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Ice Cores/Dome C in Antarctica

  • A rapid transition to a low-carbon economy, where technological advances and policy changes limit the warming of Earth’s temperature to less than 1.5° Celsius (2.7° Fahrenheit) above pre-industrial levels
  • While likely less destabilizing to the planet than more gradual transitions to a low-carbon future, this scenario is more disruptive for the markets since industries must adjust quickly

Extreme global warming (4° Celsius)

  • A limited-mitigation scenario, where little or no concerted mitigation action is taken and climate change continues on its current projected path
  • Earth’s temperatures warm significantly more than 1.5° Celsius, with catastrophic consequences

While we shared our 2° Celsius scenario last year, this year we are highlighting our 1.5° Celsius scenario. As rapid decarbonization of the economy presents more policy and market risks, we wanted to show how our business can address these risks. Limiting the temperature increase to 1.5°C above pre-industrial levels rather than 2°C would significantly reduce the damaging effects of climate change on human health and safety, and Bloomberg advocates pursuing this more ambitious goal.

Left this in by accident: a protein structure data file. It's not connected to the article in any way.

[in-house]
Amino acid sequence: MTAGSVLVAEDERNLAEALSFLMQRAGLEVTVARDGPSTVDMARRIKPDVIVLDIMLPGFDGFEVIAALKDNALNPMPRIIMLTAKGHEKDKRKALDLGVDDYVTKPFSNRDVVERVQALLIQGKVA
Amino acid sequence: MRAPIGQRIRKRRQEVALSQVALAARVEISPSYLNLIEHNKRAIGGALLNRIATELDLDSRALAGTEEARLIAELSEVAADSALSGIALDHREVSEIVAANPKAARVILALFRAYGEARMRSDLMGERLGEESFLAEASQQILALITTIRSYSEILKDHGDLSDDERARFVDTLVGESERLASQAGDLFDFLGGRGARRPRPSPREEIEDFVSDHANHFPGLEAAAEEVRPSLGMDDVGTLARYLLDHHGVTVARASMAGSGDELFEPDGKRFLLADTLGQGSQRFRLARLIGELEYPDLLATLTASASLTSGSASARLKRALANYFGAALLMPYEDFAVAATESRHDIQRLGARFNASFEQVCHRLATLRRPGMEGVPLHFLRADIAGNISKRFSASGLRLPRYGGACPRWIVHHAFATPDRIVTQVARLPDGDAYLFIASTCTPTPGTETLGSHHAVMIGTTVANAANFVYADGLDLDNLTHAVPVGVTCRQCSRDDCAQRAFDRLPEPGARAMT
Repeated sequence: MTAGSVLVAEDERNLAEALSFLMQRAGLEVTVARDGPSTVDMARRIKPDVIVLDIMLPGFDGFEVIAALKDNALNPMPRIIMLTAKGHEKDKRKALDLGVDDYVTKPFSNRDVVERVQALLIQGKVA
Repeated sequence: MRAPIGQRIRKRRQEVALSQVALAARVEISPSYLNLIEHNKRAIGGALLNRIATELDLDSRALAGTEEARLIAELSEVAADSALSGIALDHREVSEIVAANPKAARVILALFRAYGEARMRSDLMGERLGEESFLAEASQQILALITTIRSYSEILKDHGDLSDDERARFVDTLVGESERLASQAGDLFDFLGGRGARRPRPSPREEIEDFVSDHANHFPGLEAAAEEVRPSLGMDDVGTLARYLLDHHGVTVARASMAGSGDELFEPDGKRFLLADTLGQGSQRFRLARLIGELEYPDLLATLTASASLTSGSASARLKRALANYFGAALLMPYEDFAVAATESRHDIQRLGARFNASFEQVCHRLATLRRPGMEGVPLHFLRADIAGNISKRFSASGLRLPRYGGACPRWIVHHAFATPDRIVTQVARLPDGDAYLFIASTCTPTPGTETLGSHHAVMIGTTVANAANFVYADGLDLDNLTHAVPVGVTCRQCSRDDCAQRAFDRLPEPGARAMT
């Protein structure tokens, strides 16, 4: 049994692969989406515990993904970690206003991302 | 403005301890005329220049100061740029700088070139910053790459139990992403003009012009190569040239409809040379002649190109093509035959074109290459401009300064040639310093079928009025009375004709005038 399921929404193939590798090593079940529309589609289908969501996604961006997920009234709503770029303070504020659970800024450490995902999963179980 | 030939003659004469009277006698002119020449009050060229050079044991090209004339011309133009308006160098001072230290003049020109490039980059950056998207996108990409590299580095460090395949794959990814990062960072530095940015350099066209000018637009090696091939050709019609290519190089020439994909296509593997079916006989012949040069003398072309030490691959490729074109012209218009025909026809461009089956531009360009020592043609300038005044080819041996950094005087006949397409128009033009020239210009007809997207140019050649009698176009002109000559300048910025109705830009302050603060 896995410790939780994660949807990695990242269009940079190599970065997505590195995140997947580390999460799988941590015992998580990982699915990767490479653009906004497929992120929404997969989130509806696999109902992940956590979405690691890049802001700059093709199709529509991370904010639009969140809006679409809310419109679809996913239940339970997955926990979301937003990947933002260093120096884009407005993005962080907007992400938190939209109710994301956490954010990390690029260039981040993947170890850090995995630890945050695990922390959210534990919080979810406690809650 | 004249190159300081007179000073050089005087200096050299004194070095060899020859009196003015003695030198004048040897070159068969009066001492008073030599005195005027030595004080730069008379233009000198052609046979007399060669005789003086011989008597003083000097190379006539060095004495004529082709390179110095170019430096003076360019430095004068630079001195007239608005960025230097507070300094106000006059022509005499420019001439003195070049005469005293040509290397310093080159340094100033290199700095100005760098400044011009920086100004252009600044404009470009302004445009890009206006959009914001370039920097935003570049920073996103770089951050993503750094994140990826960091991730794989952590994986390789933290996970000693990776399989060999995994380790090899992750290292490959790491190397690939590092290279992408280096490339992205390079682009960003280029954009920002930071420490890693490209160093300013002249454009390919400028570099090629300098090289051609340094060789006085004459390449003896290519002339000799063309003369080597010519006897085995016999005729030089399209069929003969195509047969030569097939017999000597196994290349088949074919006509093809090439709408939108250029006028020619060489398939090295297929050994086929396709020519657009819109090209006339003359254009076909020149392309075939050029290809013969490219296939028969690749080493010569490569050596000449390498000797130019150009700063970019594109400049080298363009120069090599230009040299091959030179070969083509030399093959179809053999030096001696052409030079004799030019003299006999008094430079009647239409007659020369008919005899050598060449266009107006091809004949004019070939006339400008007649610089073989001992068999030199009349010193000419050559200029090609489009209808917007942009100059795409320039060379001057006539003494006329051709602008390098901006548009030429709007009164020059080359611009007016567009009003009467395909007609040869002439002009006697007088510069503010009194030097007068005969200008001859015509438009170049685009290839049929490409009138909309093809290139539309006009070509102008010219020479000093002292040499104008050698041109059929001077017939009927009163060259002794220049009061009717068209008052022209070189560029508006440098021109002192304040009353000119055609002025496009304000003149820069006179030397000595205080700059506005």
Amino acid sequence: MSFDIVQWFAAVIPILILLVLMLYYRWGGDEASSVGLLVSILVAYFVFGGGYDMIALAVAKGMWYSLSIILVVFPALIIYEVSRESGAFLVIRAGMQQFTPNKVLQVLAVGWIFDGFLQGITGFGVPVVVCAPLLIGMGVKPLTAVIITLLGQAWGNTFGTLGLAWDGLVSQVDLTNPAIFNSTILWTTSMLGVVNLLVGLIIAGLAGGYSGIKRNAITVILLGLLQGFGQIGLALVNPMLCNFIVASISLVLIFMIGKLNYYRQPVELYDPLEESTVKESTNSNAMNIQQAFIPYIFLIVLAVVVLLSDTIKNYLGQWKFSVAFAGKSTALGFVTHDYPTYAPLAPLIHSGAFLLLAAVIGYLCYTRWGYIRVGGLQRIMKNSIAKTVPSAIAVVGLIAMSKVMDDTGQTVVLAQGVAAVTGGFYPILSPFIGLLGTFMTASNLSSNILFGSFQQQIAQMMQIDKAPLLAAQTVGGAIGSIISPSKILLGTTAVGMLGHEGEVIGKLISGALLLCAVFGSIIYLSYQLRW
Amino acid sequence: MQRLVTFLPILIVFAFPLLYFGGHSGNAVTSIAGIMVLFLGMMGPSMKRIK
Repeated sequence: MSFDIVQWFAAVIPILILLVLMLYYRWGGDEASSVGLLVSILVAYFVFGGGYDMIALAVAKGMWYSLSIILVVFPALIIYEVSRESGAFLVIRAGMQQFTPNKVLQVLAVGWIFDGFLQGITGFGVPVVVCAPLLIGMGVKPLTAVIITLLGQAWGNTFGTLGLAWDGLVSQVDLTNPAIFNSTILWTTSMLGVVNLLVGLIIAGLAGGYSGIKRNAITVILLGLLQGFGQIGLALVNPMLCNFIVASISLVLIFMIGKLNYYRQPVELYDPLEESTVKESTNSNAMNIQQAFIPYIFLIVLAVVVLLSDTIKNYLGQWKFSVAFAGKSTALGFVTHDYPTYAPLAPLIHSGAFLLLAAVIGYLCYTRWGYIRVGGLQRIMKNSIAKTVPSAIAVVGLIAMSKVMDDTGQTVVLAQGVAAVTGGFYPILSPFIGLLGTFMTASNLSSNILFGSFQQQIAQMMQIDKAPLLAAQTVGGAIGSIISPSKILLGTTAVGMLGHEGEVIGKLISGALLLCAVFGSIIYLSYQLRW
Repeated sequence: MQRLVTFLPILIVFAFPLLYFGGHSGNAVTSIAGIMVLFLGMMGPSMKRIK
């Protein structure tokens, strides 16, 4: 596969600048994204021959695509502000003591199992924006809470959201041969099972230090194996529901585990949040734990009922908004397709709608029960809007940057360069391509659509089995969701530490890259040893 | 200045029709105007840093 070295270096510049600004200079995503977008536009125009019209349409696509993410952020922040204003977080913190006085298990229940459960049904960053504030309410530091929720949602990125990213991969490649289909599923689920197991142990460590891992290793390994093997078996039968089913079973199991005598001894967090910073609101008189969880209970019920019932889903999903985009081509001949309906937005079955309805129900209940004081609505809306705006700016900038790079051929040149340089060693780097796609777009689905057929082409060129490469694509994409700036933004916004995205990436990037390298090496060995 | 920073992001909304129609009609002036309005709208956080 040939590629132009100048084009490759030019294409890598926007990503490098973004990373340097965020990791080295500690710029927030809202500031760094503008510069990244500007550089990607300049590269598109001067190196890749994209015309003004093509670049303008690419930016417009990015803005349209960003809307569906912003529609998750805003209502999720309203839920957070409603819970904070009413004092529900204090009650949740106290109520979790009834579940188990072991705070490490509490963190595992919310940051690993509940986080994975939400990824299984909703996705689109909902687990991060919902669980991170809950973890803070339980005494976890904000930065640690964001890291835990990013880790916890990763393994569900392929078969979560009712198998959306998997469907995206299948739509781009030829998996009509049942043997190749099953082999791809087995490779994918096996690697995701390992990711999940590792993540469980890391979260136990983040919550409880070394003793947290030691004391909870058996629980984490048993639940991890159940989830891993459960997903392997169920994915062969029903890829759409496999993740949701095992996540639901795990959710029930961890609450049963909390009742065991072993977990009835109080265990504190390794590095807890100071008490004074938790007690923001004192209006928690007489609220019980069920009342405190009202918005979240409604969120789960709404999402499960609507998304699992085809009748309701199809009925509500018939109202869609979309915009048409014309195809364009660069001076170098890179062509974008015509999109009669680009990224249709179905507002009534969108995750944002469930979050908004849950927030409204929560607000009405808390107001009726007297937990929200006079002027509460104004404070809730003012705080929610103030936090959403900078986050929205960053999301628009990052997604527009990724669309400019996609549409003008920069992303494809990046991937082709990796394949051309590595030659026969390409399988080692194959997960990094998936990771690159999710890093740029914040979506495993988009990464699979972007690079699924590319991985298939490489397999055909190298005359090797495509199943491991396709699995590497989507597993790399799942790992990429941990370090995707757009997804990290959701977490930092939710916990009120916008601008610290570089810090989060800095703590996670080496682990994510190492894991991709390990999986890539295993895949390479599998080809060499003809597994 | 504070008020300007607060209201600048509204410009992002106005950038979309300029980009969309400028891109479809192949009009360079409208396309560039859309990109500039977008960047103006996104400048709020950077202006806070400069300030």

These scenarios are not forecasts or predictions of the future, but a way for us to imagine plausible future worlds and plan for resilience.

To help us determine when certain portions of our business may be most impacted, we have analyzed the impact of climate change over three time frames: short (1-3 years), medium (4-7 years) and long (8-10 years). We indicate when the scenario will most significantly impact each type of risk or opportunity, but the impact quantification applies to the full 10-year period of analysis.

Bloomberg, as a private company, does not release segment financial information due to confidentiality constraints. In lieu of exact figures, a best practice recommended by the TCFD, we have provided directional percentages.